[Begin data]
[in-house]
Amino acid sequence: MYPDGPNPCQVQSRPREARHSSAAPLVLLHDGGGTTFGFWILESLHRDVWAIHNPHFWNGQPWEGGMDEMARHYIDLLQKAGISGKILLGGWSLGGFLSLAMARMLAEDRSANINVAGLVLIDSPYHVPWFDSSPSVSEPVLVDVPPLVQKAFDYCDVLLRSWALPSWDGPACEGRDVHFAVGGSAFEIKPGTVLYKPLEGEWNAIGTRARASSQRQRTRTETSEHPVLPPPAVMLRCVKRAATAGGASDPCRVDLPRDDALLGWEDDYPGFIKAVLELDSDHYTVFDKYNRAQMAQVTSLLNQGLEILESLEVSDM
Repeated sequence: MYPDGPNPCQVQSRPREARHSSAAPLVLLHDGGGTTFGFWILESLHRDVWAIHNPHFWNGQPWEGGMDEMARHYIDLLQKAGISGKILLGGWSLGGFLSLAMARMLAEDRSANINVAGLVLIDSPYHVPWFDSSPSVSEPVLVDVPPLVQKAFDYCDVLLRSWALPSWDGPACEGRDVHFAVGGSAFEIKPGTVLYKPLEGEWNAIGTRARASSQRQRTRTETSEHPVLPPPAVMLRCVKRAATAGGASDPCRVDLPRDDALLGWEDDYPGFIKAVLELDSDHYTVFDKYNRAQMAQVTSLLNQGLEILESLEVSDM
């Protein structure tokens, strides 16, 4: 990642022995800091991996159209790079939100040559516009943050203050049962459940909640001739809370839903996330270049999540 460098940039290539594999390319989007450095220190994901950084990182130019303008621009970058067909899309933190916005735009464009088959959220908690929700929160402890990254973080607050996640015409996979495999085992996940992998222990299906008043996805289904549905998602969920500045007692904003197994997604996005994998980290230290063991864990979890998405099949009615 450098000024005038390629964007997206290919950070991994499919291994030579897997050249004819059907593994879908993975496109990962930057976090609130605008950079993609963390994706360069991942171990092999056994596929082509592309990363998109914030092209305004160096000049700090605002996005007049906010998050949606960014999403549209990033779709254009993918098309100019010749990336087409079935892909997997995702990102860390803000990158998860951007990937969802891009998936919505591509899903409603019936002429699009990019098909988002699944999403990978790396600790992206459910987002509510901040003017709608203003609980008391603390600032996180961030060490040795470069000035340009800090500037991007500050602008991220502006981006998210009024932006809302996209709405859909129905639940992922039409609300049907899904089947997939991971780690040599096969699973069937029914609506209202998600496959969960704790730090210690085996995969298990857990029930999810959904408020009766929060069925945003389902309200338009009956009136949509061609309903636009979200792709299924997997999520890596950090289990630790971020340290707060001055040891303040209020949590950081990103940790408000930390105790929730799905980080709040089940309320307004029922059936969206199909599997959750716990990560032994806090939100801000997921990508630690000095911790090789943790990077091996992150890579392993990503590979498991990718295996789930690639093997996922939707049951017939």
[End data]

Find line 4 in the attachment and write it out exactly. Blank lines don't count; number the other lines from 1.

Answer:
């Protein structure tokens, strides 16, 4: 990642022995800091991996159209790079939100040559516009943050203050049962459940909640001739809370839903996330270049999540 460098940039290539594999390319989007450095220190994901950084990182130019303008621009970058067909899309933190916005735009464009088959959220908690929700929160402890990254973080607050996640015409996979495999085992996940992998222990299906008043996805289904549905998602969920500045007692904003197994997604996005994998980290230290063991864990979890998405099949009615 450098000024005038390629964007997206290919950070991994499919291994030579897997050249004819059907593994879908993975496109990962930057976090609130605008950079993609963390994706360069991942171990092999056994596929082509592309990363998109914030092209305004160096000049700090605002996005007049906010998050949606960014999403549209990033779709254009993918098309100019010749990336087409079935892909997997995702990102860390803000990158998860951007990937969802891009998936919505591509899903409603019936002429699009990019098909988002699944999403990978790396600790992206459910987002509510901040003017709608203003609980008391603390600032996180961030060490040795470069000035340009800090500037991007500050602008991220502006981006998210009024932006809302996209709405859909129905639940992922039409609300049907899904089947997939991971780690040599096969699973069937029914609506209202998600496959969960704790730090210690085996995969298990857990029930999810959904408020009766929060069925945003389902309200338009009956009136949509061609309903636009979200792709299924997997999520890596950090289990630790971020340290707060001055040891303040209020949590950081990103940790408000930390105790929730799905980080709040089940309320307004029922059936969206199909599997959750716990990560032994806090939100801000997921990508630690000095911790090789943790990077091996992150890579392993990503590979498991990718295996789930690639093997996922939707049951017939």